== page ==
The young age is based on the lack of cratering in the area. Smoother surfaces are younger surface because the craters have been covered over by by more recent activity. Old surfaces, like the ones on our Moon and many of those of the outer planets, are heavily cratered.

The high mountains are almost certainly made of water-ice. There's lots of methane and nitrogen ice covering Pluto's surface, but they aren't strong enough to make great mountains. At extremely low temperatures, water-ice is like rock.

Image Credit: NASA-JHUAPL-SwRI
It was taken about 1.5 hours before New Horizons closest approach to Pluto. It resolves structures smaller than a mile across.


Mona Evans
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Re: Pluto - Names and Places *new article* [Re: Mona - Astronomy] #930807
04/09/19 09:12 PM
04/09/19 09:12 PM
Joined: May 2010
Posts: 8,067
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Mona - Astronomy Online content OP
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Mona - Astronomy  Online Content OP
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Posts: 8,067
United Kingdom
Jeanne Baret (1740-1807) was a Frenchwoman who was the first woman to circumnavigate the globe. Baret was a botanist and explorer who traveled most of the way around the world disguised as a man. Here's a short biography of the intrepid Jeanne Baret.


Mona Evans
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Re: Pluto - Names and Places *new article* [Re: Mona - Astronomy] #930817
04/11/19 08:15 AM
04/11/19 08:15 AM
Joined: May 2010
Posts: 8,067
United Kingdom
Mona - Astronomy Online content OP
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Mona - Astronomy  Online Content OP
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Stone Age Human

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Posts: 8,067
United Kingdom
Venetia Burney was the 11-year-old English schoolgirl who suggested the name Pluto for Clyde Tombaugh's discovery. In 2006 the New Horizons team named the Student Dust Counter instrument in her honor. NASA invited her to the New Horizons launch, but she was unable to attend.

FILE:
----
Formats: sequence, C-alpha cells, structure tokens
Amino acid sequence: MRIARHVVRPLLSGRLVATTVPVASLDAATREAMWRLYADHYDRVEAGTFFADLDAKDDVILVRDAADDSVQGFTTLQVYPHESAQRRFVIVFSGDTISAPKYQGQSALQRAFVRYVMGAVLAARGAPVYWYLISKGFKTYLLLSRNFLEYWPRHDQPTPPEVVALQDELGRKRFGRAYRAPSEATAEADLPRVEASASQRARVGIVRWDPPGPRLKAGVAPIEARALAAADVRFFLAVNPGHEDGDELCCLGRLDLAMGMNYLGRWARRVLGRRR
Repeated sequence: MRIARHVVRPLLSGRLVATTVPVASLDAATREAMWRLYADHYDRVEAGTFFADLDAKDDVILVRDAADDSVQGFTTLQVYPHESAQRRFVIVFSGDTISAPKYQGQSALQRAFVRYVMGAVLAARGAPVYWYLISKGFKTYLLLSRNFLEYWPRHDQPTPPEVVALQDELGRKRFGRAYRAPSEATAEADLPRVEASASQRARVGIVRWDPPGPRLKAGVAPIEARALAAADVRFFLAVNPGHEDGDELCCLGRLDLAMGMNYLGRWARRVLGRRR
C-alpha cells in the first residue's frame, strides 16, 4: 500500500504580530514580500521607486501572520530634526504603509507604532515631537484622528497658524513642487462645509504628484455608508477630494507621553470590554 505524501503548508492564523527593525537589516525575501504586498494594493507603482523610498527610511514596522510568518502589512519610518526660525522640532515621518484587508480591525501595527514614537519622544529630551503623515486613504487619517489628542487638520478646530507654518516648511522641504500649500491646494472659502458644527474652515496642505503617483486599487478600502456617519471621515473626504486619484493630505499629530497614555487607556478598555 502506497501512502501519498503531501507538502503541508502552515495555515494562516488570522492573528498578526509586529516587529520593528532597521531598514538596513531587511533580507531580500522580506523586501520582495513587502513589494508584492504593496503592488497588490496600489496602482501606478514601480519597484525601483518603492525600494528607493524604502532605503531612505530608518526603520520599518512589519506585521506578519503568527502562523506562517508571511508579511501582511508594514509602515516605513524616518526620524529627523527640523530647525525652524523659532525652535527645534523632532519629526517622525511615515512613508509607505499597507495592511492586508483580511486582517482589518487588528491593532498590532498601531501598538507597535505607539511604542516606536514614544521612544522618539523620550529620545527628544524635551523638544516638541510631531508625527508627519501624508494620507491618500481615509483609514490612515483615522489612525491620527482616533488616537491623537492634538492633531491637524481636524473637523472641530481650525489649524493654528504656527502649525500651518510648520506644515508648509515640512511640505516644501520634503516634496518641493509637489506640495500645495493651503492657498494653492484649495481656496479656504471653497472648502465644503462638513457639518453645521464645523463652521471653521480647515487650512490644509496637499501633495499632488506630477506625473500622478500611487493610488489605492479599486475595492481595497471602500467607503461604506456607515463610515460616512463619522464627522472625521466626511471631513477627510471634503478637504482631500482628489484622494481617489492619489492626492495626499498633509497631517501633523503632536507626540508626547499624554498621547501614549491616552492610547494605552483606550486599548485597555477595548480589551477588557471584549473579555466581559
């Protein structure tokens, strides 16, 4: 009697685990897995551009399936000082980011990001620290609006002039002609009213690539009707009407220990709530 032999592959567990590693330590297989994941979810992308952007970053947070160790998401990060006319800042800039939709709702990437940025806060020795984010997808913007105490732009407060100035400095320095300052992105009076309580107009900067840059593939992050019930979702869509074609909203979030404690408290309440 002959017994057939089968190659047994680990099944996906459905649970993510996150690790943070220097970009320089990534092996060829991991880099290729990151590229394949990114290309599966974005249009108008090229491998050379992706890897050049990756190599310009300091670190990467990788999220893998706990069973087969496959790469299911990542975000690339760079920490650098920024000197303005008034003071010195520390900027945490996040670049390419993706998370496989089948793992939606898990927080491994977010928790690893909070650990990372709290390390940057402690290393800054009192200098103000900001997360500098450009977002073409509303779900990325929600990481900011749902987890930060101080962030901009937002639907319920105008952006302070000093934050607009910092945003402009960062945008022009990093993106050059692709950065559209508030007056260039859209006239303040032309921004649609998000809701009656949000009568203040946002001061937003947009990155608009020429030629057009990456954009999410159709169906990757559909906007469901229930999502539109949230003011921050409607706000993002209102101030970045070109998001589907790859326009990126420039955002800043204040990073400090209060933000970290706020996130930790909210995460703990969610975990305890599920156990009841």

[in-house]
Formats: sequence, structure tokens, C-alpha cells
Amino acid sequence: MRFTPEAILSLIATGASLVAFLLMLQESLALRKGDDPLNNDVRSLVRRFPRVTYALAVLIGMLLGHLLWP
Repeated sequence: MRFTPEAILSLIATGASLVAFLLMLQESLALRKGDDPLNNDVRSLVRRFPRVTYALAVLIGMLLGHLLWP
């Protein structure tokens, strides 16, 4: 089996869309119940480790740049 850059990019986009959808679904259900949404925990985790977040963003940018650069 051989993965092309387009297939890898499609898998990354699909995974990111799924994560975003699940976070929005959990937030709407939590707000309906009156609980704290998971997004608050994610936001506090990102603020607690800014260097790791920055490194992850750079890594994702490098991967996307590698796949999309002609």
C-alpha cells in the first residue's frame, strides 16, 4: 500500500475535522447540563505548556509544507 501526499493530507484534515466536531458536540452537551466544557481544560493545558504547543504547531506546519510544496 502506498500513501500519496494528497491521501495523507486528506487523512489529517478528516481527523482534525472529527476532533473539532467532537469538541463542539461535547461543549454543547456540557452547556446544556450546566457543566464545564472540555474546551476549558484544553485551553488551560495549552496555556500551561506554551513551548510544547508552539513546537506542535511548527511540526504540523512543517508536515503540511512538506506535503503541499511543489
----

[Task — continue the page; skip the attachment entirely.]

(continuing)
Here is a delightful interview with Venetia Burney Phair by Edward Goldstein with NASA Public Affairs. It was republished on her death in 2009. Alan Stern, principal investigator for New Horizons said, "She was a thoroughly intelligent, likable and endearing woman. The entire New Horizons team is saddened by her passing."


Mona Evans
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Re: Pluto - Names and Places *new article* [Re: Mona - Astronomy] #930825
04/12/19 08:59 AM
04/12/19 08:59 AM
Joined: May 2010
Posts: 8,067
United Kingdom
Mona - Astronomy Online content OP
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Mona - Astronomy  Online Content OP
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Stone Age Human

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Posts: 8,067
United Kingdom
A serene image of the Hekla volcano gives no hint of being "the gateway to Hell" as it was called in the Middle Ages. It's a very popular tourist attraction these days.

However it's worth remembering that Hekla is one of Iceland's most active volcanos, and were it to erupt, it could affect air traffic in the same way the Eyjafjallajökull volcano did in 2010. That happened during the Easter break, and European air traffic was extensively grounded, with knock-on effects stranding people all around the globe.

(At least, we will all be able to pronounce Hekla. I think in 2010 a lot of newscasters just referred to "the Icelandic volcano" with only the brave trying Eyjafjallajökull.)


Mona Evans